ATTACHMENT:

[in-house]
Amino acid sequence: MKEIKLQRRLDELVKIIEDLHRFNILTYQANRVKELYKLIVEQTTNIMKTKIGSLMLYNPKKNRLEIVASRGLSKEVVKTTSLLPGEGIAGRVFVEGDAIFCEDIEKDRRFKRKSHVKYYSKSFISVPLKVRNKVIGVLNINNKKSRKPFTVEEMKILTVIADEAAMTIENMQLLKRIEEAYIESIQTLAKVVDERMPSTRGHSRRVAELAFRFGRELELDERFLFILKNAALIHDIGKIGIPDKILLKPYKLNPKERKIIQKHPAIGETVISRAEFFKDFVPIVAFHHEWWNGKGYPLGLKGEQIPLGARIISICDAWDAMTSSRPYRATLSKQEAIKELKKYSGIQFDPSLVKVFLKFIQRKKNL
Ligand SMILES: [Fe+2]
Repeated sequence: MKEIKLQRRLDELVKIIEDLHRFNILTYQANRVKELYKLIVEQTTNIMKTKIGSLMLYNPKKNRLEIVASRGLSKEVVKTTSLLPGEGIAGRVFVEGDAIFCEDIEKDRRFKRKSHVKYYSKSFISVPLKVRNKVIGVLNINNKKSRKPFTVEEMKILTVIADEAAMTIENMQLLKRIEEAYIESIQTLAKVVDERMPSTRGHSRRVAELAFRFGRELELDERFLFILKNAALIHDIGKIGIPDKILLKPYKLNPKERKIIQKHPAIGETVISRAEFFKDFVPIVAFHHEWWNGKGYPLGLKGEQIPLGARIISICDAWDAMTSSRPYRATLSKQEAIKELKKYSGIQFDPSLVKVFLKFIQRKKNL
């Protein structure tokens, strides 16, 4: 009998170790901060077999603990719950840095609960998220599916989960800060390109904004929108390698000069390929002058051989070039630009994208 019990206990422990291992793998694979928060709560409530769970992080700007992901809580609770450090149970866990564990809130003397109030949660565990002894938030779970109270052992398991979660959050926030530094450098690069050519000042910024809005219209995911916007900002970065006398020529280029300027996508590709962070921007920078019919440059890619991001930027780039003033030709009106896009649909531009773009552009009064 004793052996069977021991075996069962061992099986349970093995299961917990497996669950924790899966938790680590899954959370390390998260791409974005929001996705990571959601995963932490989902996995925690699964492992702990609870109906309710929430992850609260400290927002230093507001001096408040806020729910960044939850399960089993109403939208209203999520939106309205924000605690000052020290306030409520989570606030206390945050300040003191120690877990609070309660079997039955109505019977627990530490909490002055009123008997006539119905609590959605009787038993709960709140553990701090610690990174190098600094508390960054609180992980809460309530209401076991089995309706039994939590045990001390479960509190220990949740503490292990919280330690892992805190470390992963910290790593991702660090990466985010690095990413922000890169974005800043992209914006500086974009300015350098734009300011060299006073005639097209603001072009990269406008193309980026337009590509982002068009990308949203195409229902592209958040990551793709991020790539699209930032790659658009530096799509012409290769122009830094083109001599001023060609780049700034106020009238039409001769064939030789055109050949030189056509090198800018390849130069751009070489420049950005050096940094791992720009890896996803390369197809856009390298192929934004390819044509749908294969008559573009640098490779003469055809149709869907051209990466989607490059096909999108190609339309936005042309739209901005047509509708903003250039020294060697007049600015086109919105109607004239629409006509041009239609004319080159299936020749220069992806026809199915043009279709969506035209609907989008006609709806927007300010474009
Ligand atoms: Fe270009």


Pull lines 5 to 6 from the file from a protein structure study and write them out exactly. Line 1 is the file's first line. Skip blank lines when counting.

């Protein structure tokens, strides 16, 4: 009998170790901060077999603990719950840095609960998220599916989960800060390109904004929108390698000069390929002058051989070039630009994208 019990206990422990291992793998694979928060709560409530769970992080700007992901809580609770450090149970866990564990809130003397109030949660565990002894938030779970109270052992398991979660959050926030530094450098690069050519000042910024809005219209995911916007900002970065006398020529280029300027996508590709962070921007920078019919440059890619991001930027780039003033030709009106896009649909531009773009552009009064 004793052996069977021991075996069962061992099986349970093995299961917990497996669950924790899966938790680590899954959370390390998260791409974005929001996705990571959601995963932490989902996995925690699964492992702990609870109906309710929430992850609260400290927002230093507001001096408040806020729910960044939850399960089993109403939208209203999520939106309205924000605690000052020290306030409520989570606030206390945050300040003191120690877990609070309660079997039955109505019977627990530490909490002055009123008997006539119905609590959605009787038993709960709140553990701090610690990174190098600094508390960054609180992980809460309530209401076991089995309706039994939590045990001390479960509190220990949740503490292990919280330690892992805190470390992963910290790593991702660090990466985010690095990413922000890169974005800043992209914006500086974009300015350098734009300011060299006073005639097209603001072009990269406008193309980026337009590509982002068009990308949203195409229902592209958040990551793709991020790539699209930032790659658009530096799509012409290769122009830094083109001599001023060609780049700034106020009238039409001769064939030789055109050949030189056509090198800018390849130069751009070489420049950005050096940094791992720009890896996803390369197809856009390298192929934004390819044509749908294969008559573009640098490779003469055809149709869907051209990466989607490059096909999108190609339309936005042309739209901005047509509708903003250039020294060697007049600015086109919105109607004239629409006509041009239609004319080159299936020749220069992806026809199915043009279709969506035209609907989008006609709806927007300010474009
Ligand atoms: Fe270009």